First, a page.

What’s the alternative way to ask problem questions? Well, it’s simple to ask your buyer about future problems, not just the present problems, because this is best explained with an analogy.
So imagine you’ve just jumped out of a plane, you’ve fallen to the ground, and you’ve got no parachute. Now after some frantic mid-air googling, there might be 100 salespeople that you could call that might be able to sell you a parachute.
Now, after even more frenzied research, you as the buyer uncovered that there are only ten salespeople that could somehow deliver on this promise of getting a parachute to you before you hit the ground.
Well, mid-air delivery isn’t a bad value proposition for these ten salespeople. They’re probably on to something here because you, as the buyer, fall from the sky. You don’t want to become a flat human smoothie embedded into a random field.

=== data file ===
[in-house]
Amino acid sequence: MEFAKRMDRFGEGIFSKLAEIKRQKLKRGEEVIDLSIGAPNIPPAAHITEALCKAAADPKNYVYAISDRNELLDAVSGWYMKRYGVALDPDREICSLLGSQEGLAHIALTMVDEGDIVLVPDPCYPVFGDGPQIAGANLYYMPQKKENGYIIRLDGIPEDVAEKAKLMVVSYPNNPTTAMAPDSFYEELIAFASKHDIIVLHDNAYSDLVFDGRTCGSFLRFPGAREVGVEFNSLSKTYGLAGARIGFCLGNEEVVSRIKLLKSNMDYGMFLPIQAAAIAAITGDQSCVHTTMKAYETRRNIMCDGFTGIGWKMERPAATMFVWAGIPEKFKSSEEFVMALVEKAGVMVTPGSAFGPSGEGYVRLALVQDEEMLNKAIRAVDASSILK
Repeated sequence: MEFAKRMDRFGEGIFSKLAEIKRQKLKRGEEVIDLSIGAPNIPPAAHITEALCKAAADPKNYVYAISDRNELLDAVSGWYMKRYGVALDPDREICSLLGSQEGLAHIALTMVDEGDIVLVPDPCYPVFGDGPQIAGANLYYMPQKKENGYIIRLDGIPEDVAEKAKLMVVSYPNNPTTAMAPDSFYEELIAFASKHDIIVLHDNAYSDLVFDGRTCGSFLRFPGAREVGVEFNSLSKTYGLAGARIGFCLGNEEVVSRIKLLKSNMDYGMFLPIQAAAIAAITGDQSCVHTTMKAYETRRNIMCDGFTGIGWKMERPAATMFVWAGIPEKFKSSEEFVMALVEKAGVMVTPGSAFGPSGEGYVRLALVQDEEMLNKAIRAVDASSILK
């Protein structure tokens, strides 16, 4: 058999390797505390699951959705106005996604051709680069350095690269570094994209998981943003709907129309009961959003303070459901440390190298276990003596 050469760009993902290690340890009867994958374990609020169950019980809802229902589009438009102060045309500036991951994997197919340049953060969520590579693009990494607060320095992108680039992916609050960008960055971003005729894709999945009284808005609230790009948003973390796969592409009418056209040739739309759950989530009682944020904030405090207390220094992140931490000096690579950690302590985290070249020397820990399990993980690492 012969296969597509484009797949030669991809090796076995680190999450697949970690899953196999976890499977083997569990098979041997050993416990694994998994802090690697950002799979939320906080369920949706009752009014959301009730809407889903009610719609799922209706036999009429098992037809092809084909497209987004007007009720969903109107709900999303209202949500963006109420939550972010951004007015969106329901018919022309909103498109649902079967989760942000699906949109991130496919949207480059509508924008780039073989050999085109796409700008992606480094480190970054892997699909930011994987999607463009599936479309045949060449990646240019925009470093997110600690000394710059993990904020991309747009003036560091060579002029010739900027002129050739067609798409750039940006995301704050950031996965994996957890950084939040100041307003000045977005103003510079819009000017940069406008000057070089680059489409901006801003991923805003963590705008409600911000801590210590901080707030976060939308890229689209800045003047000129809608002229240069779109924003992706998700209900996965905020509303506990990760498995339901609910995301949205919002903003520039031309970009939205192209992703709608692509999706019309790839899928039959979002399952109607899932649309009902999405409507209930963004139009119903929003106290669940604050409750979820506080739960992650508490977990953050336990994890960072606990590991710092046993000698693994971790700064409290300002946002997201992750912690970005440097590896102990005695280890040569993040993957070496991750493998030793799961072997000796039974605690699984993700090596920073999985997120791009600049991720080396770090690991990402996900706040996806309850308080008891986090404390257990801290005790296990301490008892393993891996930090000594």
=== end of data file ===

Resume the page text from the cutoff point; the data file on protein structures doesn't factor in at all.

So the value proposition here is pretty strong, but what’s a better value proposition? Well, this comes from the one superstar salesperson who calls you before you jump and tells you that the whole jumping
the thing about parachutes is a dumb idea.
It would help if you weren’t doing it, and so you need to be this salesperson, this high performer who’s asking future problem questions that add some value to the buyers.
Rather than reacting like everyone else is doing, focus on spin selling; Long story short can work, but you need to eliminate Situation questions, and you need to redefine your Problem questions to focus on your buyer’s better future, so there we have it.